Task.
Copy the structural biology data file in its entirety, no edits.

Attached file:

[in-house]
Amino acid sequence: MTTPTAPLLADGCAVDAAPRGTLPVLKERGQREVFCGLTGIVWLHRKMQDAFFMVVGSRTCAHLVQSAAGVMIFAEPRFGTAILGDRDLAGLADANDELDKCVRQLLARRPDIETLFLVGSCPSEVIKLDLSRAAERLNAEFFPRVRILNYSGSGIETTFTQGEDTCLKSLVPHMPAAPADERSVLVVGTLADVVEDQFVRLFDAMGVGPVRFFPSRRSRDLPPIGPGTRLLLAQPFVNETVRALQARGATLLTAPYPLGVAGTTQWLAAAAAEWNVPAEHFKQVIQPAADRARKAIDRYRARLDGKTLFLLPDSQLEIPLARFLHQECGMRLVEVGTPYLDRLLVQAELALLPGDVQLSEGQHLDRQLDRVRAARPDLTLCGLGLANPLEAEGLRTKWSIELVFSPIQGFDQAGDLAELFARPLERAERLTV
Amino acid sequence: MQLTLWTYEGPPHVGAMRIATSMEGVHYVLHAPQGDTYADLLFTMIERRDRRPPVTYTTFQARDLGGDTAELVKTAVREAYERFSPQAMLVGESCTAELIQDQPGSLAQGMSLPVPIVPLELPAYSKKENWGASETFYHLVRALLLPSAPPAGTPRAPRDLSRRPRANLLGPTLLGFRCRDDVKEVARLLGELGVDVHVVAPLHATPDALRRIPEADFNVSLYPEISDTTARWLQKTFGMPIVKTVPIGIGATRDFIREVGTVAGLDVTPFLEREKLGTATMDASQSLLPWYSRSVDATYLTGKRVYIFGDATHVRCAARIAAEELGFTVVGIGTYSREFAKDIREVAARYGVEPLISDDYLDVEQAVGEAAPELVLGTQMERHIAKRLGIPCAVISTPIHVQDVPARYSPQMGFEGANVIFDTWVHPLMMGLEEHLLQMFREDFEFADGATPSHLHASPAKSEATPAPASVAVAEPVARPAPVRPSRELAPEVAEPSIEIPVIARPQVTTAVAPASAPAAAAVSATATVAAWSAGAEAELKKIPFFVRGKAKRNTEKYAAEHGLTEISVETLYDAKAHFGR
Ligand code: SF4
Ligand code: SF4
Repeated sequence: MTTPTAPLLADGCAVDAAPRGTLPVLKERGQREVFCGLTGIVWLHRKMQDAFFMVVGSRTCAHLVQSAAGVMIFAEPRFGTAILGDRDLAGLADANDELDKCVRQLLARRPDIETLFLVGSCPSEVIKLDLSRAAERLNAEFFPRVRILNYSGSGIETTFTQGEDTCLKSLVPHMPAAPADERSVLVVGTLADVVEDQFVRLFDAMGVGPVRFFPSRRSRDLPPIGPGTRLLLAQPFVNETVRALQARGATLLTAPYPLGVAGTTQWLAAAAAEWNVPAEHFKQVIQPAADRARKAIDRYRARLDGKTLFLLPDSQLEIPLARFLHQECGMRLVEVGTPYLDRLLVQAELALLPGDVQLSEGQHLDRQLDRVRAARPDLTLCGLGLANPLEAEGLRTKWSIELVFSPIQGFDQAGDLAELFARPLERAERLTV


[in-house]
Amino acid sequence: MTTPTAPLLADGCAVDAAPRGTLPVLKERGQREVFCGLTGIVWLHRKMQDAFFMVVGSRTCAHLVQSAAGVMIFAEPRFGTAILGDRDLAGLADANDELDKCVRQLLARRPDIETLFLVGSCPSEVIKLDLSRAAERLNAEFFPRVRILNYSGSGIETTFTQGEDTCLKSLVPHMPAAPADERSVLVVGTLADVVEDQFVRLFDAMGVGPVRFFPSRRSRDLPPIGPGTRLLLAQPFVNETVRALQARGATLLTAPYPLGVAGTTQWLAAAAAEWNVPAEHFKQVIQPAADRARKAIDRYRARLDGKTLFLLPDSQLEIPLARFLHQECGMRLVEVGTPYLDRLLVQAELALLPGDVQLSEGQHLDRQLDRVRAARPDLTLCGLGLANPLEAEGLRTKWSIELVFSPIQGFDQAGDLAELFARPLERAERLTV
Amino acid sequence: MQLTLWTYEGPPHVGAMRIATSMEGVHYVLHAPQGDTYADLLFTMIERRDRRPPVTYTTFQARDLGGDTAELVKTAVREAYERFSPQAMLVGESCTAELIQDQPGSLAQGMSLPVPIVPLELPAYSKKENWGASETFYHLVRALLLPSAPPAGTPRAPRDLSRRPRANLLGPTLLGFRCRDDVKEVARLLGELGVDVHVVAPLHATPDALRRIPEADFNVSLYPEISDTTARWLQKTFGMPIVKTVPIGIGATRDFIREVGTVAGLDVTPFLEREKLGTATMDASQSLLPWYSRSVDATYLTGKRVYIFGDATHVRCAARIAAEELGFTVVGIGTYSREFAKDIREVAARYGVEPLISDDYLDVEQAVGEAAPELVLGTQMERHIAKRLGIPCAVISTPIHVQDVPARYSPQMGFEGANVIFDTWVHPLMMGLEEHLLQMFREDFEFADGATPSHLHASPAKSEATPAPASVAVAEPVARPAPVRPSRELAPEVAEPSIEIPVIARPQVTTAVAPASAPAAAAVSATATVAAWSAGAEAELKKIPFFVRGKAKRNTEKYAAEHGLTEISVETLYDAKAHFGR
Ligand code: SF4
Ligand code: SF4
Repeated sequence: MTTPTAPLLADGCAVDAAPRGTLPVLKERGQREVFCGLTGIVWLHRKMQDAFFMVVGSRTCAHLVQSAAGVMIFAEPRFGTAILGDRDLAGLADANDELDKCVRQLLARRPDIETLFLVGSCPSEVIKLDLSRAAERLNAEFFPRVRILNYSGSGIETTFTQGEDTCLKSLVPHMPAAPADERSVLVVGTLADVVEDQFVRLFDAMGVGPVRFFPSRRSRDLPPIGPGTRLLLAQPFVNETVRALQARGATLLTAPYPLGVAGTTQWLAAAAAEWNVPAEHFKQVIQPAADRARKAIDRYRARLDGKTLFLLPDSQLEIPLARFLHQECGMRLVEVGTPYLDRLLVQAELALLPGDVQLSEGQHLDRQLDRVRAARPDLTLCGLGLANPLEAEGLRTKWSIELVFSPIQGFDQAGDLAELFARPLERAERLTV